2-year old JJ has made medical history by becoming the first dog to act as a patient monitor at the Duke University Children’s Health Center in NC, where she watches over 7-year old Kaelyn Krawcyzk (aka KK) alongside human medical personnel and monitoring machines.
KK, who has mast cell activation disease, a rare disorder that can compromize a number of functions in just about every organ system, recently underwent a cystoscopy to check out problems with her kidneys. The disorder, caused by too may mast cells can also cause severe drops in blood pressure, as well as abdominal pains, nausea and vomiting, diarrhea,and difficulty in breathing due to ear/nose and throat inflammation. These are generally triggered whenever KK gets either too hot, too cold or too stressed out, according to her mom, Michelle.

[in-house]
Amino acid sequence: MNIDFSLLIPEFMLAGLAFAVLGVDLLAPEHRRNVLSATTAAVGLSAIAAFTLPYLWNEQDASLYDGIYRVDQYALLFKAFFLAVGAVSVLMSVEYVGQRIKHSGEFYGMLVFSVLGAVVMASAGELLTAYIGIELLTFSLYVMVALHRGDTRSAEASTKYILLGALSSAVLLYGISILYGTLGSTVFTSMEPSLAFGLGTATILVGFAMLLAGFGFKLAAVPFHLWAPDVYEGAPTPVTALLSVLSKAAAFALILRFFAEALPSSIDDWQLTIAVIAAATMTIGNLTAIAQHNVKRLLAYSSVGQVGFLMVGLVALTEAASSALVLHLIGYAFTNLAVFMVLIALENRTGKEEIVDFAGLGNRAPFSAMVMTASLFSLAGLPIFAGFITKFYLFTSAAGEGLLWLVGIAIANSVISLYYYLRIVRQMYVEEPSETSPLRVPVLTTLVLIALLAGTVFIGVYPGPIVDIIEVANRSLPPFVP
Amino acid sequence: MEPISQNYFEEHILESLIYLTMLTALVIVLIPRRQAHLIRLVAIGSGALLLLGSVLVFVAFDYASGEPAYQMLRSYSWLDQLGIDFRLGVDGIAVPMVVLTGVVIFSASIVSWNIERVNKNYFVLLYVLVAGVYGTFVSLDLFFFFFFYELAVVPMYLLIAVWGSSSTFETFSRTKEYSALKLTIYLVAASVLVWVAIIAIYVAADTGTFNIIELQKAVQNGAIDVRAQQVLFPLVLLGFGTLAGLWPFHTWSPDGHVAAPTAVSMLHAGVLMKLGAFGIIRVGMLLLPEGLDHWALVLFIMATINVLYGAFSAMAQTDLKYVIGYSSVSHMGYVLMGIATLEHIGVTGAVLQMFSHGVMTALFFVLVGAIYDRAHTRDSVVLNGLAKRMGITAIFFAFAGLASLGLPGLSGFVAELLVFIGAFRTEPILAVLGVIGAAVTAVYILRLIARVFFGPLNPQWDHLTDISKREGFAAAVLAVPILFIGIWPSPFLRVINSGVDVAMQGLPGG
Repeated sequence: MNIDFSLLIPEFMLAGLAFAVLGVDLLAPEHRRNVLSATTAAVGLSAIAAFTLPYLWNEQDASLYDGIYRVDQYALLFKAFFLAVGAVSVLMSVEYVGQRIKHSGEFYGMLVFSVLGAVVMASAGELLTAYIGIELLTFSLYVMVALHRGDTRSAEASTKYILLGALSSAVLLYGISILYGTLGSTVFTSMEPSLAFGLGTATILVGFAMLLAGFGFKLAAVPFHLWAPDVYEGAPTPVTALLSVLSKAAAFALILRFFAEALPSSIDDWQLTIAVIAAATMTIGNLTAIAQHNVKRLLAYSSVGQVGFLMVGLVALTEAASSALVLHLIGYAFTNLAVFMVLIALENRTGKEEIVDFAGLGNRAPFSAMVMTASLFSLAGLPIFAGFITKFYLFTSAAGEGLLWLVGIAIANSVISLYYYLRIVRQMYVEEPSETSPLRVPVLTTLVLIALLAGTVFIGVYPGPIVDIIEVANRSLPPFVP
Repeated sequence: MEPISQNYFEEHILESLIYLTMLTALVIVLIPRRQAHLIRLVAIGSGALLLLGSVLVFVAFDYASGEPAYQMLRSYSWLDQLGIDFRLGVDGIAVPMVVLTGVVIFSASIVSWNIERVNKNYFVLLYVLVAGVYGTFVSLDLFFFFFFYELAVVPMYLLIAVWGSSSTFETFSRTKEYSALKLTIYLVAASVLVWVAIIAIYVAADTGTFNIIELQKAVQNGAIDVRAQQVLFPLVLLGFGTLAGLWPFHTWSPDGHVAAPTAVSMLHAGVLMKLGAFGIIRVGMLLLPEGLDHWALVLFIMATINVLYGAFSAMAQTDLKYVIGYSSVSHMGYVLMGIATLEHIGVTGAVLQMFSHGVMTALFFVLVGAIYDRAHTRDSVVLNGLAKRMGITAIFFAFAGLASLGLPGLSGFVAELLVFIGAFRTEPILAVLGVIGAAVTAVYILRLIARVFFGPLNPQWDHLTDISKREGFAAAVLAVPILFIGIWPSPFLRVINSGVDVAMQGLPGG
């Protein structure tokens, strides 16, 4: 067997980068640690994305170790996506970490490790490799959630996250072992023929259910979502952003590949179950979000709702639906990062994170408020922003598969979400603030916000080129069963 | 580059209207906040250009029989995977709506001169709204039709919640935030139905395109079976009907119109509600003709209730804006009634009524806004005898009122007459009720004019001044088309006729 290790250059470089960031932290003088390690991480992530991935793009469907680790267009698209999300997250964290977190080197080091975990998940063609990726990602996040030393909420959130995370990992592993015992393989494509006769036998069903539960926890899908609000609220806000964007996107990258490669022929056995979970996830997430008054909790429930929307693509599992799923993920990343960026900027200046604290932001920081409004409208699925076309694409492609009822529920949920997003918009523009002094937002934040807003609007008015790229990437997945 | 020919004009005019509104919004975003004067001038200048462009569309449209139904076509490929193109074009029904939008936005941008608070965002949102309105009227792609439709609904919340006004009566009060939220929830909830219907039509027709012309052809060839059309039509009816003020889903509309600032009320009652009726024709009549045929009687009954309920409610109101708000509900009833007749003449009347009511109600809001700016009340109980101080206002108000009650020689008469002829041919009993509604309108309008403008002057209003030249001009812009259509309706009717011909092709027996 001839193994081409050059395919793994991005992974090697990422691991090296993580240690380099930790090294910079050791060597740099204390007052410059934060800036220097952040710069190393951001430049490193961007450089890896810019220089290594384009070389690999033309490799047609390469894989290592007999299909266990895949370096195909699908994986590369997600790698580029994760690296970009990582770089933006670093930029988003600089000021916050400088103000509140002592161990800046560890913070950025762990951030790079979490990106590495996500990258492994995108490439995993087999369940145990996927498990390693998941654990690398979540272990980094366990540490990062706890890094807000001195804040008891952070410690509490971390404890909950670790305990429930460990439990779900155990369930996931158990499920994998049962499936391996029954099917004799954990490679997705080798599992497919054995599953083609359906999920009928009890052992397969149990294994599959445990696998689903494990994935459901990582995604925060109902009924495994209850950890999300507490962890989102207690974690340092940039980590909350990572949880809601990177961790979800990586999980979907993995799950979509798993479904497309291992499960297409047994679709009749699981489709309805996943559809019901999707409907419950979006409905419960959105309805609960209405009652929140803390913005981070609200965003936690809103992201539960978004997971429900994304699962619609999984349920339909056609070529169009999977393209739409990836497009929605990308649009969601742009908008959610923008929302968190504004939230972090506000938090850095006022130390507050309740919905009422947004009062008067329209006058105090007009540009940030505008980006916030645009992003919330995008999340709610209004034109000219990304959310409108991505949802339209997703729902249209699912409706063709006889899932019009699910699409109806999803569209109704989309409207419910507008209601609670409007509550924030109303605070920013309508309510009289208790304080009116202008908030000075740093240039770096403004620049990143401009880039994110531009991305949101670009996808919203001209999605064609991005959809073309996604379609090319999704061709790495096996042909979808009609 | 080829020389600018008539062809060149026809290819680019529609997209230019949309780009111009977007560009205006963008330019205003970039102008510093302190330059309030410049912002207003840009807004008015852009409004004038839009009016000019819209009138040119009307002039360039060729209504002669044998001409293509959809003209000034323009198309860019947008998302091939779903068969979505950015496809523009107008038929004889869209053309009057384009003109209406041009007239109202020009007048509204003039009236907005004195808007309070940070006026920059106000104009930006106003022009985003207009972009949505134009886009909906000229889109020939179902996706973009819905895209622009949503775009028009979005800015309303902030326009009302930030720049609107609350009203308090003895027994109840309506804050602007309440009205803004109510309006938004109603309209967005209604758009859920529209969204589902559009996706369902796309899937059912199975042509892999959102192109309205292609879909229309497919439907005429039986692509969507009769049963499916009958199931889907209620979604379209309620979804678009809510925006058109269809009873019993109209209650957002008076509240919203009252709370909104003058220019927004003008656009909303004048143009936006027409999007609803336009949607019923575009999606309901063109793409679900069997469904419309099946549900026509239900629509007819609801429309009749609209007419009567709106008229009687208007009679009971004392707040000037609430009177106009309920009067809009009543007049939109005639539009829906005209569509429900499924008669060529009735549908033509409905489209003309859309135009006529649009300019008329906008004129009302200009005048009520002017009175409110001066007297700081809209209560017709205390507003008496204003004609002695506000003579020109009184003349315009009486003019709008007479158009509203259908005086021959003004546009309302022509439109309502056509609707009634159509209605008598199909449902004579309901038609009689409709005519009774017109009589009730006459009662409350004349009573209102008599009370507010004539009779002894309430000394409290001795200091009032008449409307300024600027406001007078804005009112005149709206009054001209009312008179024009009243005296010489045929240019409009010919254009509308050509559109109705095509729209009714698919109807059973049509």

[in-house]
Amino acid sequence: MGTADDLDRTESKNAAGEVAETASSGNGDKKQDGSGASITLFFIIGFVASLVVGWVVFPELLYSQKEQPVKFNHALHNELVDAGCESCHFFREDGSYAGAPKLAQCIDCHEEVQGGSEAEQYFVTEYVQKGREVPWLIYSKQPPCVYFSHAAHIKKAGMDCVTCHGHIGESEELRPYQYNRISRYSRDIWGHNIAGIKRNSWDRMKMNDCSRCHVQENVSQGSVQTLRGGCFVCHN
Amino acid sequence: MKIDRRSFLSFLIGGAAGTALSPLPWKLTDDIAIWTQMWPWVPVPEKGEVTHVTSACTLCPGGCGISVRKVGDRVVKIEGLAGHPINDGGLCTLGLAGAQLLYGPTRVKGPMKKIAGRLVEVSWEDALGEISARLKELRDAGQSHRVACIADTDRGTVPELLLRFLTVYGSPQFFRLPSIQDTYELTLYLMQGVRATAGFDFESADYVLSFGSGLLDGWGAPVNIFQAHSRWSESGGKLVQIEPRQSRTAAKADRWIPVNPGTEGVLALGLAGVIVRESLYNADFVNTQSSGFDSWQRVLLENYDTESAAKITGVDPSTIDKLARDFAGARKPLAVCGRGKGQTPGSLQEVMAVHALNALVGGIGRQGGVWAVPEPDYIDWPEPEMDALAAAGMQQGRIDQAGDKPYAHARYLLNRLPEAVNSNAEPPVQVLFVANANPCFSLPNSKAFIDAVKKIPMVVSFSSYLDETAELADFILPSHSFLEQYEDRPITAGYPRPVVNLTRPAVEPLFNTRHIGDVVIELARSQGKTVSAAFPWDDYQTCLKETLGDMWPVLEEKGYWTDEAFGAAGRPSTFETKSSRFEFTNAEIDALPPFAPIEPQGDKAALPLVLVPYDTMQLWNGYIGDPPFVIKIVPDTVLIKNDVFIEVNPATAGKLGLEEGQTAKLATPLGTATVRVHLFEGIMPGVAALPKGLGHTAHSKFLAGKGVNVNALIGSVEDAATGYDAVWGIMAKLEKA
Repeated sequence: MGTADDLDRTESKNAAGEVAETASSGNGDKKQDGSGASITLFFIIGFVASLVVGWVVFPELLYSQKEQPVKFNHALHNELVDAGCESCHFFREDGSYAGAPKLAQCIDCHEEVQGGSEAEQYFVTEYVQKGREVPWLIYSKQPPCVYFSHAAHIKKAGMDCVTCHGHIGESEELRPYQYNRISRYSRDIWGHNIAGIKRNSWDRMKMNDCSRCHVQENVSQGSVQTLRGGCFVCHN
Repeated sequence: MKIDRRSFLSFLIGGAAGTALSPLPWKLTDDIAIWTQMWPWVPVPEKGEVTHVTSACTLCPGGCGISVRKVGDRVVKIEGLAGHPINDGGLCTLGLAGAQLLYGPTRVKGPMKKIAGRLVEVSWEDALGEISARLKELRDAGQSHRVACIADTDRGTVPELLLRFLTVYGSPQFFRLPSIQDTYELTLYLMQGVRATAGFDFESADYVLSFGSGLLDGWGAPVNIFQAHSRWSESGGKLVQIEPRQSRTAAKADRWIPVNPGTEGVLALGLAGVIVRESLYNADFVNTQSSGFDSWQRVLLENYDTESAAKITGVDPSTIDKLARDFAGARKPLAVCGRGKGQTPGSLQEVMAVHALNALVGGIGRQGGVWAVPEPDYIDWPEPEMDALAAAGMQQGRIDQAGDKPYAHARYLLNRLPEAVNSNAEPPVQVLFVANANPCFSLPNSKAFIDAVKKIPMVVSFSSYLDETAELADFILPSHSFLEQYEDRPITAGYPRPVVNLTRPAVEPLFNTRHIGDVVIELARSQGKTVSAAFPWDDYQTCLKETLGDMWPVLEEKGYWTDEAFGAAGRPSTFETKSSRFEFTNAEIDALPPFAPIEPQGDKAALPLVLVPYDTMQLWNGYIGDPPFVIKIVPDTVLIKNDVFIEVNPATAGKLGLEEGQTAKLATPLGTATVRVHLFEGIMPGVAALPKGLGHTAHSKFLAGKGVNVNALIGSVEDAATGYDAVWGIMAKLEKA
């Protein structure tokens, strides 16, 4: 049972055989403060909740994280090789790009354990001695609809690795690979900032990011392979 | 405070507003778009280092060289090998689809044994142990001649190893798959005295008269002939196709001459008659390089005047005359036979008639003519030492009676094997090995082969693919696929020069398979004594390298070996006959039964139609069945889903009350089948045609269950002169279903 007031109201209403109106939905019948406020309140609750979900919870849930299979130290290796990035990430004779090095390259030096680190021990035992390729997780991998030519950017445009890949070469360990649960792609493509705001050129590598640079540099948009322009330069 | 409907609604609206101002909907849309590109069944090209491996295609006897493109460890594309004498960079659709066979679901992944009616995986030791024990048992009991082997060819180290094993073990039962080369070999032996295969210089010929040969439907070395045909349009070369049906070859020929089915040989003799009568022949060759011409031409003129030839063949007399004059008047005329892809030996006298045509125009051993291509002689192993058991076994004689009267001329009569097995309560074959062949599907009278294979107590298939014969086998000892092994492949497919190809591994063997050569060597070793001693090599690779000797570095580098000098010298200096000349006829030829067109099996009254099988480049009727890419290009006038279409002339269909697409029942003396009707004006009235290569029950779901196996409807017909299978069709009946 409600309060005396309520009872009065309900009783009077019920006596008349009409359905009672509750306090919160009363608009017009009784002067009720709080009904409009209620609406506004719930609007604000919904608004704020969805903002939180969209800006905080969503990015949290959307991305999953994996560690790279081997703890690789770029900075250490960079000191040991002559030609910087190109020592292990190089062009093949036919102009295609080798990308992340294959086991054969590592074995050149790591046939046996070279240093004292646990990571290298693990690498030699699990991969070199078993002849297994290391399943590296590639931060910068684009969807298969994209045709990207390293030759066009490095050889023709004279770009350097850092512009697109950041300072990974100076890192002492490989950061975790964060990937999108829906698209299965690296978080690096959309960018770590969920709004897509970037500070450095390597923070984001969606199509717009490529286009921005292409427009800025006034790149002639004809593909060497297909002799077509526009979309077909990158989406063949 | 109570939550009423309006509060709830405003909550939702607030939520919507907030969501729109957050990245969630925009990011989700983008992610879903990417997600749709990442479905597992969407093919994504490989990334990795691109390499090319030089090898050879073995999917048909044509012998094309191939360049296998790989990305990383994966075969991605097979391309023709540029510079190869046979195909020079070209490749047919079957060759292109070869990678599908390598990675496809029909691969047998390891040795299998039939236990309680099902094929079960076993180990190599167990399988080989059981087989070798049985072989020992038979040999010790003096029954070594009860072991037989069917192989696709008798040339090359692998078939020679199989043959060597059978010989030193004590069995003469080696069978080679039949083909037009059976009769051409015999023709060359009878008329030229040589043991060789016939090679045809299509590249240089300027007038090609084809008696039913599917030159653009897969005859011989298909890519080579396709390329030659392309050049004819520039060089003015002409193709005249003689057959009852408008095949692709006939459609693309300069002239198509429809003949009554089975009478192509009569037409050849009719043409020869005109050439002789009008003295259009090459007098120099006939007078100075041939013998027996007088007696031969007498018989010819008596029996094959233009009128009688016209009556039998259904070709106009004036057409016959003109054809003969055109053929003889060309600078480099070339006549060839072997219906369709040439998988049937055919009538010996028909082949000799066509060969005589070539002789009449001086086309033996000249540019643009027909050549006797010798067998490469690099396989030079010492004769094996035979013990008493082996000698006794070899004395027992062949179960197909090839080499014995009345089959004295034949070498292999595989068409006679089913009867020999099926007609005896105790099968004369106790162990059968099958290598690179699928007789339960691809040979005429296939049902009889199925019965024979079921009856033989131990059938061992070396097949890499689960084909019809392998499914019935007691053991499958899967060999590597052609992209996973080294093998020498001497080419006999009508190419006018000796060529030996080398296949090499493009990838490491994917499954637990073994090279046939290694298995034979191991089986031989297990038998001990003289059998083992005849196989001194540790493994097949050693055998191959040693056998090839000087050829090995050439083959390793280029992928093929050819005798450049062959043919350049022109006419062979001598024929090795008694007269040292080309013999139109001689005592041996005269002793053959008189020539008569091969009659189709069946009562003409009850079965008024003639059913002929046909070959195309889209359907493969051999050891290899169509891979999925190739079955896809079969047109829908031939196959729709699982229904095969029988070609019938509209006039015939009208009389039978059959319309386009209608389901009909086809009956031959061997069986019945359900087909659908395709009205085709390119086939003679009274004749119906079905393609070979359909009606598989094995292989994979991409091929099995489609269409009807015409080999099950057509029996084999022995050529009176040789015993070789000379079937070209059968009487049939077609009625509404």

While the machines have their purpose, it seems that JJ is far better at sensing when KK is about to have a seizure.
“We’re very excited for the fact that JJ can join us in taking care of Kaelyn, and we are very excited to see what information she can provide us,: stated Dr. Brad Taicher, assistand professor of pediatic anesthesia at Duke.
“Dogs really, really, really are very interested in humans and pay a lot of attention to us, which makes some of them very effective in being able to detect cancer as well as epileptic seizures and high/low blood sugar levels in diabetics,” noted Dr. Lawrence Myers, associate professor of animal behavior at Auburn University, a fact well-understood by Deb Cunningham, program director at Eues, Ears, Nose & Paws in Chapel Hill, a non-profit organization that provides service animals to humans. In fact, she is the one responsible for matching JJ to KK.
“JJ is the reason why we can sleep at night. She is the reason KK can have a more normal life, and that might not seem like a lot, but when you have to restrict your child from normal every day activities, the ability to do anything more is phenomenal. She truly is our little angel,” stated Michelle Kraczyk.